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Robert Mueller Sued for Defamation Over Footnote That Hinted at Infamous Golden Shower Footage

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Former special counsel Robert Mueller is being sued for defamation by a businessman who claims that his “good name and favorable business reputation were shattered” after he was falsely identified as a “Russian businessman” in a footnote to the Mueller Report.

The plaintiff, Giorgi Rtskhiladze, is actually a U.S. citizen who was born in the Republic of Georgia and emigrated to America in 1991.

Rtskhiladze previously worked with the Trump Organization on various ventures after meeting with Michael Cohen in 2010. Initially, there were efforts made to secure a Trump Tower location in Batumi, Georgia but those plans fell by the wayside. According to the lawsuit, Rtskhiladze also worked with Cohen on other potential Trump-branded licensing projects in other former Soviet countries that also fell through “without formal agreements being executed.”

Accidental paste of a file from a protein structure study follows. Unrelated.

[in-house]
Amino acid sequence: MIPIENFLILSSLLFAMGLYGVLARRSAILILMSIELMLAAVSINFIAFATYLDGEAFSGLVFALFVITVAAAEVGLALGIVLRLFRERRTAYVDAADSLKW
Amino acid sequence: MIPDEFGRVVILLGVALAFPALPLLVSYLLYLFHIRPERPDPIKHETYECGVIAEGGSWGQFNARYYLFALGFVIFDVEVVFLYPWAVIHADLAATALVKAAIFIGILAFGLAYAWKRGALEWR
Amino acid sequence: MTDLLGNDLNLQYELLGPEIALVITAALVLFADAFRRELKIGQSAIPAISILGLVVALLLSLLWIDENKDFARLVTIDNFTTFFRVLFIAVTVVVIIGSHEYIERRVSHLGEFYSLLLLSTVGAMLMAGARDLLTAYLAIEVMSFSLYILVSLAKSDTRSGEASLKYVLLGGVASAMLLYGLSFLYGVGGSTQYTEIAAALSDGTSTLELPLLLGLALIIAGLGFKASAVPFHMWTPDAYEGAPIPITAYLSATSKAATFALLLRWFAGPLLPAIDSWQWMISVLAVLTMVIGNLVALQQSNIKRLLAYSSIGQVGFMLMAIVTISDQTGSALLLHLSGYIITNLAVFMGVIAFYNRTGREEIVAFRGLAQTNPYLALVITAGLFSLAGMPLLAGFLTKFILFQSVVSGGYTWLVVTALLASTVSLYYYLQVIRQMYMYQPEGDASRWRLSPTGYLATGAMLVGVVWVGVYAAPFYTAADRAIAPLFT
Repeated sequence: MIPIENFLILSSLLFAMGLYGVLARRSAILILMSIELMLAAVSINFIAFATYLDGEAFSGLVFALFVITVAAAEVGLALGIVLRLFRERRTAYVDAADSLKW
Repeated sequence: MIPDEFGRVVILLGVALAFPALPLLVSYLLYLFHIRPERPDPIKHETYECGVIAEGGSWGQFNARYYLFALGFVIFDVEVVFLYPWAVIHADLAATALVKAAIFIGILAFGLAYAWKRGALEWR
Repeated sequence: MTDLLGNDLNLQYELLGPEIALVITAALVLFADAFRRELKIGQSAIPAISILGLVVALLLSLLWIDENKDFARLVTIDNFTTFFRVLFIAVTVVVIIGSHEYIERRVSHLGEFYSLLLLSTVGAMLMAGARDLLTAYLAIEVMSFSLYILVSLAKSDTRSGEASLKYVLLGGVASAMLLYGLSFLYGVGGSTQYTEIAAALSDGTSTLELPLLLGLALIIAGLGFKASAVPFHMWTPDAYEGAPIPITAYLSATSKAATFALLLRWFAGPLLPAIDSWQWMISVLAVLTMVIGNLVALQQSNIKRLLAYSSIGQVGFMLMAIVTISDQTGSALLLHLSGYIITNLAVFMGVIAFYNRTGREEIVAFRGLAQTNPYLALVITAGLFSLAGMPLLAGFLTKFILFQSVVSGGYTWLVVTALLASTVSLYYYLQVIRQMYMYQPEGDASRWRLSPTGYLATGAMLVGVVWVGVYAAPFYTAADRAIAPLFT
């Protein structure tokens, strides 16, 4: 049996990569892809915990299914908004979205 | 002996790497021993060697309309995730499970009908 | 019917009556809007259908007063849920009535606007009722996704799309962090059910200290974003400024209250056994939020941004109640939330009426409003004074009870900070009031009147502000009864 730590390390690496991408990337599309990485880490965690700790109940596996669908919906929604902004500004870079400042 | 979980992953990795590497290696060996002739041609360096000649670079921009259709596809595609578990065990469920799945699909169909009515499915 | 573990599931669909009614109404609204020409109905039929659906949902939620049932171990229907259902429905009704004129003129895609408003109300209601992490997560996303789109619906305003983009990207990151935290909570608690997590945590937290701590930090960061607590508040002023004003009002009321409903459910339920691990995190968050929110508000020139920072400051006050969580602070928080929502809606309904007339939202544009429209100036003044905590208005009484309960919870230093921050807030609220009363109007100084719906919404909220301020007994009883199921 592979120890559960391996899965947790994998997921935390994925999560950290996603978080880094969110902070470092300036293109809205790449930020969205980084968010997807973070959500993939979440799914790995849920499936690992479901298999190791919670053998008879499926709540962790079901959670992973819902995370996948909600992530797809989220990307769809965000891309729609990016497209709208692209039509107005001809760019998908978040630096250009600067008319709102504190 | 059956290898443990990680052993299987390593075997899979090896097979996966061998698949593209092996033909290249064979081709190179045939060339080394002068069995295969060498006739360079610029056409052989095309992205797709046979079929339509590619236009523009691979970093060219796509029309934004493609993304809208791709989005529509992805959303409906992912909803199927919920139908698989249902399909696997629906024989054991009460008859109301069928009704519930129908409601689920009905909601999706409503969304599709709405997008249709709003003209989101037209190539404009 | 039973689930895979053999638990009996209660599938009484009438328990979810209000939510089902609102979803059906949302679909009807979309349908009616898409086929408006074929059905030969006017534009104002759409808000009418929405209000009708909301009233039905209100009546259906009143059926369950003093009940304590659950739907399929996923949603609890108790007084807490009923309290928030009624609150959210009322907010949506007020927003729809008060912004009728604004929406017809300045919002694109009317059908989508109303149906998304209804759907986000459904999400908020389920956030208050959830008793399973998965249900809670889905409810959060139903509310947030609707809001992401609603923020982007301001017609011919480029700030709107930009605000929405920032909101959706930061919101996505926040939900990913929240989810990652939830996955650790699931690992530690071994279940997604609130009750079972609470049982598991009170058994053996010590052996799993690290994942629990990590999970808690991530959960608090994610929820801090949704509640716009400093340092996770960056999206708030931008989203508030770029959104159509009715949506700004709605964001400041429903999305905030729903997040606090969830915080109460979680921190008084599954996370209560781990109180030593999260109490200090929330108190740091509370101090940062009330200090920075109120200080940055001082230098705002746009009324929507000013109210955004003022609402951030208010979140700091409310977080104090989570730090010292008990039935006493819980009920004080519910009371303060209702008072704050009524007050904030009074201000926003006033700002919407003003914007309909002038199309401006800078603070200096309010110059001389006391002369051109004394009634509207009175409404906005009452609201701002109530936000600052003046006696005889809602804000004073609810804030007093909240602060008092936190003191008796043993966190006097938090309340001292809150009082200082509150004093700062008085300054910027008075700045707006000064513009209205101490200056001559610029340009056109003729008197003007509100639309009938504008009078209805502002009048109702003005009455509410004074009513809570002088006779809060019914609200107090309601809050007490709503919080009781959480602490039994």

Those business meetings, however, were not what caught Mueller’s attention. Rather, it was a series of text messages Rtskhiladze exchanged with Cohen days before the 2016 general election.

“In late October 2016, [Rtskhiladze] received a telephone call at his home in Connecticut from a longtime friend,” the lawsuit notes. “During that conversation, the friend told plaintiff that he had recently attended a dinner party in Moscow at which he overheard a person at the next table—whom he did not know—bragging about some tapes related to a trip by Mr. [Donald] Trump to Moscow. The friend said he was passing along the information because he knew plaintiff had an ongoing business relationship with the Trump Organization about building a Trump Tower in Georgia. This telephone conversation was the sole basis for an exchange of texts between plaintiff and Mr. Cohen on October 30, 2016.”

The exchange between Rtskhiladze and Cohen went as follows:

Rtskhiladze: “Stopped flow of some tapes from Russia but not sure if there’s anything else. Just so u know …”
Cohen: “Tapes of what?”
Rtskhiladze: “Not sure of the content but person in Moscow was bragging had tapes from Russia trip. Will try to dial you tomorrow but wanted to be aware. I’m sure it’s not a big deal but there are lots of stupid people.”
Cohen: “You have no idea”
Rtskhiladze: “I do trust me.”

For those unfamiliar with the underlying issue, the unstated subtext of the conversation is that the alleged tapes in question related to unverified and salacious allegations about Trump involving a watersports incident that allegedly occurred in Moscow hotel several years ago.